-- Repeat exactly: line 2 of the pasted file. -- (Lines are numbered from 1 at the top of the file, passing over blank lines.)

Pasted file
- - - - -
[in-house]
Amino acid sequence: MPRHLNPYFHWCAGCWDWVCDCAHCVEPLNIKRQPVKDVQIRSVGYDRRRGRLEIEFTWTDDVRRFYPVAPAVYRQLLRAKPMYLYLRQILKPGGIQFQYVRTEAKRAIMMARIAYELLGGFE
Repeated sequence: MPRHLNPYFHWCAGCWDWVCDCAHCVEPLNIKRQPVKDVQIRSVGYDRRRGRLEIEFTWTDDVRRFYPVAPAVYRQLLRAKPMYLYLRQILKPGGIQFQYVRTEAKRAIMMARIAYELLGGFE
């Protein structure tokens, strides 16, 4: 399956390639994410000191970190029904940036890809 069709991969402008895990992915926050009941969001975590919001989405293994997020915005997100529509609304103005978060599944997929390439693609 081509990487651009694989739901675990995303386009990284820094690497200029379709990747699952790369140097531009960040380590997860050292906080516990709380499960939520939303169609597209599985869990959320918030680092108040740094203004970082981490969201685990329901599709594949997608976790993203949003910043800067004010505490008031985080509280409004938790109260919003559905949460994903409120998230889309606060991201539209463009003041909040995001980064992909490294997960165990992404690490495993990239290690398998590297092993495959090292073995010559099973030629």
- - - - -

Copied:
Amino acid sequence: MPRHLNPYFHWCAGCWDWVCDCAHCVEPLNIKRQPVKDVQIRSVGYDRRRGRLEIEFTWTDDVRRFYPVAPAVYRQLLRAKPMYLYLRQILKPGGIQFQYVRTEAKRAIMMARIAYELLGGFE